Zhang has struck an upbeat tone amid the upheaval. At a town-hall meeting in March, he acknowledged that some employees were disappointed by their 2018 bonuses but promised that the firm would deliver “first-in-class” pay if it meets certain targets. He also reiterated his commitment to international markets.

“I truly believe it’s only a matter of time before CLSA contributes to Citic’s overseas expansion,” he said.

The numbers point to an uphill battle. CLSA earned about US$27 million in the first five months of this year, missing internal projections by 58 per cent, according to figures seen by Bloomberg News. Goldman Sachs, by contrast, earned US$2.25 billion in the first quarter.

One of Zhang’s biggest challenges will be pushing CLSA beyond equities trading, a business that accounts for about half of revenue but is getting pummeled by falling transaction fees and reduced spending on research.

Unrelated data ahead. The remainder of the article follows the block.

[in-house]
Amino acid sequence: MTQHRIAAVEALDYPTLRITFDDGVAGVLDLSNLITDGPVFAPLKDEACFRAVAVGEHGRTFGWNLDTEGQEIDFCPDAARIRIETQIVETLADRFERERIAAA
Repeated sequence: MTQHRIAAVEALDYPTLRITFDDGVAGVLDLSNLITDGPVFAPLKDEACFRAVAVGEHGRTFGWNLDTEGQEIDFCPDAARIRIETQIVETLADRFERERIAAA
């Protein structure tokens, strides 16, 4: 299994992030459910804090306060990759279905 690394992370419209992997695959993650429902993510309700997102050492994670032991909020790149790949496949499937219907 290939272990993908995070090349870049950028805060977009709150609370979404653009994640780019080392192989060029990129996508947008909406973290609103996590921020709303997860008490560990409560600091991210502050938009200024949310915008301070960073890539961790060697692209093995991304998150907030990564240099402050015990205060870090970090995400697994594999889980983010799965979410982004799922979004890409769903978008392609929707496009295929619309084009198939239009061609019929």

While CLSA has had some success in fixed income -- mostly on China-related issuance -- progress in investment banking has been slow. The unit’s revenue this year through May was just US$20.7 million, 55 per cent below budget. Prospects for near-term growth look dim as Chinese capital controls and U.S. President Donald Trump’s trade war curb appetite for deals.

Winning business outside China may prove particularly difficult now that the bulk of the firm’s international leaders have left. While Zhang tapped CLSA veteran Rick Gould as CEO, he filled most of the senior vacancies with people from Citic, who now account for five of the seven voting members on CLSA’s executive committee.

The firm may eventually have to scale back its global ambitions to focus on building a China-centric investment bank, according to Sanjay Jain, a Singapore-based analyst at Aletheia Capital Ltd., one of Asia’s biggest independent investment-research firms.

“CLSA can do well in China where it has the brand advantage and entrenched-player advantage,” Jain said. “Outside of that, it becomes challenging.”